Female Confederate Spies Essay

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Female Confederate Spies
Ever since the establishment of the new world, women have held less power and privileges than men. As history progressed, the female role began to change. During the American Revolution, women supported the war by providing blankets and care for the hurt soldiers. In the Civil War, women took on new roles in the fight that were not as innocent as the jobs in the preceding events.
The government of the United States indirectly suppressed women almost as much as African Americans and other minorities. Throughout the 1700’s and early 1800’s, a woman’s place was in the household and not in the work force. Women remained innocent in the mind of the public, but eventually they used this consensus to their advantage. During the Civil War, as a result of the split in the nation, women were overlooked when it came to their opinion. Women used this alienation to seek information that they wished to give to the side in which they supported. Many of these famous women were spies for the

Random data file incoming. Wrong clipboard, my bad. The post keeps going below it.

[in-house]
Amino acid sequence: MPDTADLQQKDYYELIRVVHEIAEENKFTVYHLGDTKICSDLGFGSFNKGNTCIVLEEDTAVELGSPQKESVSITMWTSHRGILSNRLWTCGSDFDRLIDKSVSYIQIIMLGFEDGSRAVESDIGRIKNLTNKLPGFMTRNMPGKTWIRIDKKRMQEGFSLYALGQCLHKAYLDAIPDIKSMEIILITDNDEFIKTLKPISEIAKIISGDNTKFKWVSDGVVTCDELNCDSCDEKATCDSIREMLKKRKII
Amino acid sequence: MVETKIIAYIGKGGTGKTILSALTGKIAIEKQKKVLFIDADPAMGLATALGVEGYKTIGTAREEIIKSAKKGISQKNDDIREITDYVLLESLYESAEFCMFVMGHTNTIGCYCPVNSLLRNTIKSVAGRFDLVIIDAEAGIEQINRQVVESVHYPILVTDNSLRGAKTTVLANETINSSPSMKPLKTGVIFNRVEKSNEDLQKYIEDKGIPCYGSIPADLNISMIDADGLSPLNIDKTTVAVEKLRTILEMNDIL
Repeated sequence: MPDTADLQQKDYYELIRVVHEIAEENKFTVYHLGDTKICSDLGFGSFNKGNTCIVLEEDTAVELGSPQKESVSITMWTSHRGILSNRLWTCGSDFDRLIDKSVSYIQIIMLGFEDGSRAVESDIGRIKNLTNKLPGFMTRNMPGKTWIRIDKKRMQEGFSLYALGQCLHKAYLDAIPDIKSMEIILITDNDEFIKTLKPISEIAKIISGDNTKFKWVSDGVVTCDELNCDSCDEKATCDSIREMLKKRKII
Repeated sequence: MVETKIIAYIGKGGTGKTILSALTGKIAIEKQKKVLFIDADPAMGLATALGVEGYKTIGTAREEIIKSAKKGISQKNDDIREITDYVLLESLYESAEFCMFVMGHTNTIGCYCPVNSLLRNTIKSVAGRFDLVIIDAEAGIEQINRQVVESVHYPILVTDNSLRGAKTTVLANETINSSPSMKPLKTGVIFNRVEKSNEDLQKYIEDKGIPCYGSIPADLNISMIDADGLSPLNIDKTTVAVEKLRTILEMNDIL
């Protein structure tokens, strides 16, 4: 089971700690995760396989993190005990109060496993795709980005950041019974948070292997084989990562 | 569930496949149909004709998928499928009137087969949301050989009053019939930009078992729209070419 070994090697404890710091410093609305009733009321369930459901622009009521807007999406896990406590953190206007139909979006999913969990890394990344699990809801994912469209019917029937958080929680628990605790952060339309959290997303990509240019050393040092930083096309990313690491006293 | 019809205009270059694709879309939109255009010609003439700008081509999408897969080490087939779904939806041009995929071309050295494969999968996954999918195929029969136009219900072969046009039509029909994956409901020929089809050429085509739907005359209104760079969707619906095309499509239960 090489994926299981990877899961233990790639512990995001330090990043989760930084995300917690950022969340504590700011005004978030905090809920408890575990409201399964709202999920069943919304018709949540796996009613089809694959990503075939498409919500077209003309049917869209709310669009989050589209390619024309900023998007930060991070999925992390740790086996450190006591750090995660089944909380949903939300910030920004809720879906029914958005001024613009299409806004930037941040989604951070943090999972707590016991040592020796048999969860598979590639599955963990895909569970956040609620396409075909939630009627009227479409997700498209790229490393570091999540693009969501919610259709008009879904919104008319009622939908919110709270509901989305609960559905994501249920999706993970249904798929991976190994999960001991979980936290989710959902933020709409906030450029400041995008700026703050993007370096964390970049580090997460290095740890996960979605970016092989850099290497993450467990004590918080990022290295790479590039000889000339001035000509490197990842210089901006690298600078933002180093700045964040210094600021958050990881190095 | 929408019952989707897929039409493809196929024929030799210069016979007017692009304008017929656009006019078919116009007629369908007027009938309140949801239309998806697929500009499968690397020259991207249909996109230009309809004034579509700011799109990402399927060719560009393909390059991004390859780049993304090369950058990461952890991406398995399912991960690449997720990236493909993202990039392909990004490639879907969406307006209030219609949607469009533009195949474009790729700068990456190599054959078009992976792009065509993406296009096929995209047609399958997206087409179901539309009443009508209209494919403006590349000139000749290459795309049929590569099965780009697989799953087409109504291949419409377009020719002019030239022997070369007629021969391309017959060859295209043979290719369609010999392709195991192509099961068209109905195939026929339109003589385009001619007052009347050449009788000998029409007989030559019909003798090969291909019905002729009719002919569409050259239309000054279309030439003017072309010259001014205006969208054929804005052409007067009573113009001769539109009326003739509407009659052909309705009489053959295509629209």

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She was born in Port Tobbaco, Maryland but moved to Washington DC during her adolescence years. She was engulfed into the capital’s highest section of society and welcomed with open arms. Like many other Confederate women spies, Greenhow used this elevated status to her advantage. Greenhow disappointed many suitors when she married Doctor Robert Greenhow. This influential man helped Rose climb the social ladder as well. After having four children, Dr. Greenhow passed away before the war began. Although her beloved husband was not present, Rose O’Neal remained friends with the circle of people surrounding her husband. Some of these people included “presidents, senators, [and] high-ranking military officers . . . many of whom played knowing or unknowing roles in the espionage ring she organized in 1861.” Greenhow’s connections created her beneficial sneaky character to help her country
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